decided: September 15, 1966.
Appeals from order of Court of Quarter Sessions of Luzerne County, Nos. 232 and 245 of 1966, in re appeal from 1966 earned income tax ordinance of City of Wilkes-Barre; and appeal of taxpayers from Ordinance No. 2 of City of Wilkes-Barre.
James W. McNulty, with him Thomas J. Foley, George L. Fenner, Jr., City Solicitor, and Rosser, McDonald, Marcus & Foley, for City, appellant.
Bernard J. Hendrzak, with him James Lenahan Brown, for appellees.
Arthur Silverblatt, with him Howard A. Berman and Samuel Nelson, for appellees.
Ervin, P. J., Wright, Watkins, Montgomery, Jacobs, Hoffman, and Spaulding, JJ. Opinion by Hoffman, J. Dissenting Opinion by Wright, J.
[ 208 Pa. Super. Page 426]
This is an appeal from an order of the Court of Quarter Sessions of Luzerne County declaring invalid an earned income tax ordinance of the City of Wilkes-Barre on the grounds that:
(1) the ordinance was adopted on January 10, 1966, under the Act of June 25, 1947, P. L. 1145, as amended, 53 P.S. § 6851 et seq., which was specifically repealed by the General Assembly on January 1, 1966; and
[ 208 Pa. Super. Page 427]
(2) the ordinance was not properly advertised in accordance with law.
Was the ordinance invalid because enacted under a repealed statute?
On December 7, 1965, the City Clerk of Wilkes-Barre was directed by the City Council to advertise the City's intention to impose an income tax. The ordinance was to be enacted under the authority of the Act of June 25, 1947 (P. L. 1145), as amended. On December 8, 15, and 22, 1965, such notice was advertised in the Wilkes-Barre Record.
On Friday, December 31, 1965, Governor Scranton signed into law Act No. 511 known as "The Local Tax Enabling Act," 53 P.S. §§ 6901-6924, effective January 1, 1966. This act provided in part: "Section 23. Repeals -- The Act of June 25, 1947 (P. L. 1145), entitled, as amended . . . is repealed."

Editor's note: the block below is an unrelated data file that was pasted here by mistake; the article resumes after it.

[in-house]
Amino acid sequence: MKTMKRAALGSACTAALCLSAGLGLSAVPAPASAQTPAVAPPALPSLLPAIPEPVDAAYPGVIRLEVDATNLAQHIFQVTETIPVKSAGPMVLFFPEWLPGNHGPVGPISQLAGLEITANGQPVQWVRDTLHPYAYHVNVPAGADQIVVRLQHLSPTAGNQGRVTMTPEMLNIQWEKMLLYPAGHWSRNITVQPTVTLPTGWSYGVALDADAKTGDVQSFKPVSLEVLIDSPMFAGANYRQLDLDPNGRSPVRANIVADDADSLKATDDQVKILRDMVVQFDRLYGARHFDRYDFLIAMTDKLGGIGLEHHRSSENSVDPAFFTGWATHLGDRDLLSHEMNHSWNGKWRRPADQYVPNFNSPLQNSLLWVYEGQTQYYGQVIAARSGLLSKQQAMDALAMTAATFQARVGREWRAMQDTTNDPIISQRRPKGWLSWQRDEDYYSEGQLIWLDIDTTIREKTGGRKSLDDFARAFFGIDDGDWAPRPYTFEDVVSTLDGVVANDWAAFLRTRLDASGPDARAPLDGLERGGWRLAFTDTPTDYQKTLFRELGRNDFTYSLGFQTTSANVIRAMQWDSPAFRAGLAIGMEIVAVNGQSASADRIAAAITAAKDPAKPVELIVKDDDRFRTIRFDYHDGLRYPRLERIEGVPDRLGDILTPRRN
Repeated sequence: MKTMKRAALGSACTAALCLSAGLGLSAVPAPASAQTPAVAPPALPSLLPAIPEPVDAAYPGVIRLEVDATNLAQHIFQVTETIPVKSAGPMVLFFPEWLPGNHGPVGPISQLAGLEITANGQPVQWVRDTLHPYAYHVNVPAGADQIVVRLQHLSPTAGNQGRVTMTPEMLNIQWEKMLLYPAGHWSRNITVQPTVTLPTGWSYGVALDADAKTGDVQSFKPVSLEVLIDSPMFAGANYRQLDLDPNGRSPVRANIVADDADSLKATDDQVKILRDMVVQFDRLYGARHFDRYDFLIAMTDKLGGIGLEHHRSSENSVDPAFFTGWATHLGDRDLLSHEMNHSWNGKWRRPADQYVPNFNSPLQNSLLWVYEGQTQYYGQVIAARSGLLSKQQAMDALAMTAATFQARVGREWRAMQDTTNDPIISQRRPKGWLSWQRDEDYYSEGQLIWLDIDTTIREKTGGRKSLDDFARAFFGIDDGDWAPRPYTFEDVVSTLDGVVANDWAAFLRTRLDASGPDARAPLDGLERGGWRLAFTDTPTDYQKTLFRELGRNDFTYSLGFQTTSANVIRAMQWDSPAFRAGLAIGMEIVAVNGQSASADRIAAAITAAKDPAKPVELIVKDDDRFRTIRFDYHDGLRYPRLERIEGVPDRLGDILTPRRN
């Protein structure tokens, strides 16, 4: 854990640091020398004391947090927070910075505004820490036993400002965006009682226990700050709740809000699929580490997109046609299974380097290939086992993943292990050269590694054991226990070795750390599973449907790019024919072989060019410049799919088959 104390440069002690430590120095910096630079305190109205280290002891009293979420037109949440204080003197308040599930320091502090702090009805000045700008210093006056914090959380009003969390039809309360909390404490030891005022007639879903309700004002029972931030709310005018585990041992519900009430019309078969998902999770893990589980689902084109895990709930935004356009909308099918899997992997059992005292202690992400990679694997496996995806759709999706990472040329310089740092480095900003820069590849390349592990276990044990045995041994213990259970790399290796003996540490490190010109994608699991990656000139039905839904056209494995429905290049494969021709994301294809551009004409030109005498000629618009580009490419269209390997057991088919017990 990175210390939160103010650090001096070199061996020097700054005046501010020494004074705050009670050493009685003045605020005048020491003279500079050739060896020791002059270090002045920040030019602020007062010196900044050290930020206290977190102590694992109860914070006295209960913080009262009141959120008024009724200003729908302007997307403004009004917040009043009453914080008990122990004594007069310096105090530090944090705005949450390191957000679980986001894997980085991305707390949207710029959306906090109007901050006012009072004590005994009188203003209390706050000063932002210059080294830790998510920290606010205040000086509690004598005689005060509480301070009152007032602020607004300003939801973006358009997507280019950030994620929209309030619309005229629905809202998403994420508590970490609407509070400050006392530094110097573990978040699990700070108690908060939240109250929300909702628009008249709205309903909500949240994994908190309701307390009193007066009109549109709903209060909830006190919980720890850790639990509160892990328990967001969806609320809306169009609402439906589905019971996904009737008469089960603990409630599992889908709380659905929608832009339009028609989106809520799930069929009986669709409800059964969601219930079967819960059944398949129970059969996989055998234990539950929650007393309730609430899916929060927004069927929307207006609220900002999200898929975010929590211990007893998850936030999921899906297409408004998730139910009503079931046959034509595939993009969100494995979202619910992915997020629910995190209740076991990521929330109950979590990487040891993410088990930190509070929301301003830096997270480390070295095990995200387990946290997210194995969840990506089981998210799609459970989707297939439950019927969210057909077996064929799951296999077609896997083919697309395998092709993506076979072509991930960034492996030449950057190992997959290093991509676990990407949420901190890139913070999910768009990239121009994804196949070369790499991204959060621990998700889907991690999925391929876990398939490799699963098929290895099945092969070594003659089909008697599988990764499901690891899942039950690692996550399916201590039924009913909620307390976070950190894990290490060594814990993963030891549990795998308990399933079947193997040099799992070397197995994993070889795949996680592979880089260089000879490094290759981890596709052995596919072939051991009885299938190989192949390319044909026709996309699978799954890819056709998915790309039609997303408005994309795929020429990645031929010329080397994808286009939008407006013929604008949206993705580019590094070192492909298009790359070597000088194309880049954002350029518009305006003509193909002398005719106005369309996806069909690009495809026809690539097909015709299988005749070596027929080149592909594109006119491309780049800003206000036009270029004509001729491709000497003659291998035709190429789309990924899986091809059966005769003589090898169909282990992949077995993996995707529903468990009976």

On Tuesday, January 4, 1966, at a regular meeting, the Council passed the proposed tax ordinance on first reading. On January 10, 1966, the Council met again and enacted the ordinance after a second and third reading. The ordinance reads in part: "Be It Ordained And Enacted By The Council Of The City Of Wilkes-Barre under the authority of the Act of June 25, 1947, (P. L. 1145) And Its Amendments, as follows. . . ."
A municipality has no original power of taxation; a municipal tax ordinance must be authorized by an act of the General Assembly. Should there be a repeal of such an act, the power to tax would also be withdrawn. Allentown School District Mercantile Tax Case, 370 Pa. 161, 87 A.2d 480 (1952); Marson v. Philadelphia, 342 Pa. 369, 21 A.2d 228 (1941). On its face, therefore, the ordinance would appear invalid,
[ 208 Pa. Super. Page 428]
since it was purportedly enacted under the authority of a repealed act.
Before examining this major problem, however, we must consider the significance of the City's failure to comply with the requirement of the 1965 Local Tax Enabling Act which provides: "Each ordinance . . . shall state that it is enacted under the authority of this act, known as 'The Local Tax Enabling Act.'" (§ 5).
The importance of such a direction was considered in Pleasant Hills Borough v. Carroll, 182 Pa. Superior Ct. 102, 125 A.2d 466 (1956). In that case, a taxpayer contended that the Borough wage tax ordinance was invalid because the ordinance did not contain a statement that it was enacted under the authority of the 1947 taxing act, as required by statute. We held that the requirement of a statement of legislative authority in the ordinance was only directory and not mandatory. We stated further that: "To hold that a provision is directory rather than mandatory, does not mean that it is optional -- to be ignored at will. Both mandatory and directory provisions of the legislature are meant to be followed. It is only in the effect of non-compliance that a distinction arises. A provision is mandatory when failure to follow it renders the proceedings to which it relates illegal and void; it is directory when the failure to follow it does not invalidate the proceedings."*fn1 (pp. 106-7)